Not If but When: Preparing for a Recession
In recent weeks, the “R” word has been cropping up more frequently among economist and pundits when discussing the U.S. economy. I’m talking, of course, about recession. Now is a good time to take a proactive stance and begin preparing for a recession with contingency plans.
The current economic recovery started in 2009, making it the second-longest recovery during the post-war era. If it lasts through this summer, it will surpass the 10-year-long expansion of the 1960s in length. While there’s no law that expansions can’t go on indefinitely, they do tend to run out of steam eventually. This is certainly one factor in the majority (59 percent) of private economists in a recent survey conducted by The Wall Street Journal saying they think the current expansion will end sometime in 2020.
Other economic warnings signs include high volatility in the stock market, a global economic slowdown that will affect the U.S. eventually, and an economic phenomenon referred to as the inverted yield curve that occurred in December. This has been a historically reliable predictor of recessions — over the past 60 years, an inverted yield curve has preceded every recession.
A Recession Isn’t If, But When
Nobody knows when the next recession will start, or how long and painful it will be. But there’s little question that it’s not a matter of if, but when the current expansion breathes its last breath and the economy enters recession.
A recent article on CFO.com1 lists a number of steps mid-sized businesses can take for preparing for a recession, including the following:
Keep an eye on your on KPIs.
The beginning of a recession can only be seen in hindsight, since recessions aren’t even labeled as such until after there have been two consecutive quarterly declines in GDP. So if you wait until an official pronouncement of a recession to act, you’ll be too late.
Identify the key performance indicators (KPIs) that are most vital to your company’s success now and start monitoring them closely in the coming months. These typically include metrics like sales volume, profit margins, inventory turnover, accounts receivable and accounts payable days, and days sales outstanding (DSO).
Construct “what if” scenarios.
For example, what if your sales drop by 10 percent, 20 percent or more? What if your profit margins fall by similar percentages? What if you lose one (or more) of your biggest and most profitable customers? What kinds of changes can you make to your business operations to keep your company afloat if any (or all) of these things happen?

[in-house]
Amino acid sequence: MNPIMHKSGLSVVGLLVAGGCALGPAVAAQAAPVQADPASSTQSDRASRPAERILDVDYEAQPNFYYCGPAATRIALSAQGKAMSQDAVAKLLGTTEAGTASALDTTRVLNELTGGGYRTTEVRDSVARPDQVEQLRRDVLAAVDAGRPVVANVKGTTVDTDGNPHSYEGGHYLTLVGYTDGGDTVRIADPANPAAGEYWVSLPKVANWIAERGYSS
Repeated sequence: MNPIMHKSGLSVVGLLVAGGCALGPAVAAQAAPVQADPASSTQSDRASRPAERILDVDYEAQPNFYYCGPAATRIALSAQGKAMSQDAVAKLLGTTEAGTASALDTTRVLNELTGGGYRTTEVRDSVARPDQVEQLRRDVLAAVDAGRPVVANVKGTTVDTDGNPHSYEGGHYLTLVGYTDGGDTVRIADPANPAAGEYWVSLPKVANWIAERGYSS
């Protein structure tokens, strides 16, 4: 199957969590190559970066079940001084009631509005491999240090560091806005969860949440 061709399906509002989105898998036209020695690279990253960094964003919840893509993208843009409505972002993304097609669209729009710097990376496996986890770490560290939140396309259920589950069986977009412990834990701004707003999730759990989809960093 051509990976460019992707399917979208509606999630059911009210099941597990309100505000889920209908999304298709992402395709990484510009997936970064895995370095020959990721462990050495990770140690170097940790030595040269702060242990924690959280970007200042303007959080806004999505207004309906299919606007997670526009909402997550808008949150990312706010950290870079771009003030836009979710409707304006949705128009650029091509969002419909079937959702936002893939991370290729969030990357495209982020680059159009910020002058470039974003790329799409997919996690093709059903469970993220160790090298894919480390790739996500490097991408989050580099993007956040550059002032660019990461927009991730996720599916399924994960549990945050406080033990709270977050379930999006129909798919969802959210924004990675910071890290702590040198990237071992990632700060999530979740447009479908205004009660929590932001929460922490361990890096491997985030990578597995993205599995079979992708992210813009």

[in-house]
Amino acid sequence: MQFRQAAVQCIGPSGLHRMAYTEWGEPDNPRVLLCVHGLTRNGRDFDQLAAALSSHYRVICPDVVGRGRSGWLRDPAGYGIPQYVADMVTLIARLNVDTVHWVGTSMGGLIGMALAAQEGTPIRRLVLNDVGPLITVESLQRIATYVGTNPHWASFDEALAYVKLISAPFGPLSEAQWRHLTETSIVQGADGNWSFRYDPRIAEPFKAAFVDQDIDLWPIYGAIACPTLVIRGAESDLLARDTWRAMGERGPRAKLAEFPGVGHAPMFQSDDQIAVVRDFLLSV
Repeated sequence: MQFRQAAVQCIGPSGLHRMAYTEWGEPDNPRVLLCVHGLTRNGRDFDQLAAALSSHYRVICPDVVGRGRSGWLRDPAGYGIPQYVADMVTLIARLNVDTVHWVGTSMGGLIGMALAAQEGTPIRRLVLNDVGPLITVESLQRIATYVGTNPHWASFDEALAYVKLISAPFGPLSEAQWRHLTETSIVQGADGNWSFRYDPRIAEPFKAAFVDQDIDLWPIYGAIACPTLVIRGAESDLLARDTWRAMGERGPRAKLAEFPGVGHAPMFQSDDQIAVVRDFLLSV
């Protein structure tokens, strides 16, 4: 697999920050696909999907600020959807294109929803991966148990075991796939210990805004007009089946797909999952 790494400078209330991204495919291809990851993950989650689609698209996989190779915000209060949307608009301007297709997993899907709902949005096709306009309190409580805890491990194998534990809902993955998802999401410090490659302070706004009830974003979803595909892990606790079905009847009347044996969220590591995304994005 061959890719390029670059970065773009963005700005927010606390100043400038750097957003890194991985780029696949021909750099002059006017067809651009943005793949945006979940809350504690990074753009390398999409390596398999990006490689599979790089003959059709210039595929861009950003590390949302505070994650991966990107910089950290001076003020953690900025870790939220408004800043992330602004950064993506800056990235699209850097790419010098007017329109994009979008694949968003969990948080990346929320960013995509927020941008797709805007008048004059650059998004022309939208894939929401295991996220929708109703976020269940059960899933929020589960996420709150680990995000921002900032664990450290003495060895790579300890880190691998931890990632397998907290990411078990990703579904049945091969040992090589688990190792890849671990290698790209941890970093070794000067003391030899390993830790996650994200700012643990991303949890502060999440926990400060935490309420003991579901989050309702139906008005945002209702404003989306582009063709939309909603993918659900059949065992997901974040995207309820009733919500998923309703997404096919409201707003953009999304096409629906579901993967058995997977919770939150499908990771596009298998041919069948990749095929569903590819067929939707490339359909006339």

Focus on your balance sheet.
The stronger your balance sheet, the better chance you’ll have of weathering a recession with minimal financial impact on your company. Pay especially close attention to your debt-to-equity ratio, inventory levels and credit capacity.
Watch your payroll costs closely.
Now may not be the best time to make large commitments of fixed compensation and benefits to your employees. Instead, consider structuring your compensation plans so that employees are rewarded for improved performance, not just showing up and “punching the clock.”
Stay on top of accounts receivable.
During a recession, it’s not uncommon for accounts receivable collections to slow down as customers start stretching out their payables to accommodate their own cash flow struggles. The longer past-due receivables are outstanding, the less likely they are to ever be collected. As part of preparing for a recession, identify which customers tend to be slow payers now and devise a plan for staying on top of them if the economy slows down and their invoice payments start stretching out beyond your agreed-upon terms.
Identify your most popular and profitable items.
Which products and services are your biggest sellers and your biggest money-makers? You need to make sure that if any cuts are necessary due to a slowdown — such as employee layoffs or production shutdowns — they don’t impact these products and services. In other words, don’t kill the goose (or geese) that lay the golden eggs.
Positive Outcomes to Preparing for a Recession
Your company could realize a number of positive outcomes by making plans now for how you’ll respond to a recession. For example, you will:
- Minimize disruptions in your business.
- Maintain good relations with the right customer mix.
- Reduce the potential of lower sales and profits.
- Continue differentiating your company with new products and innovation.
Perhaps most importantly, proactively preparing for a recession will put your business on a path to emerge from a recession stronger than you were when the slowdown started.
The “R” word, or recession, has been cropping up more frequently among economist and pundits when discussing the U.S. economy due to a number of economic warning signs. The fact is, it’s not a matter of if, but when the next recession starts. Now is a good time to be proactive and start preparing for a recession. Acting in a role of project CFO or part-time CFO, a former enterprise CFO from a CFO services firm can help you start making recession contingency plans, so your business emerges from a recession stronger than you were when it started.
1 How to Prepare for the Recession on the Horizon; Matt Hare, Huron Capital; CFO.com; November 27, 2018
John W. Braine, Partner, CFO Edge, LLC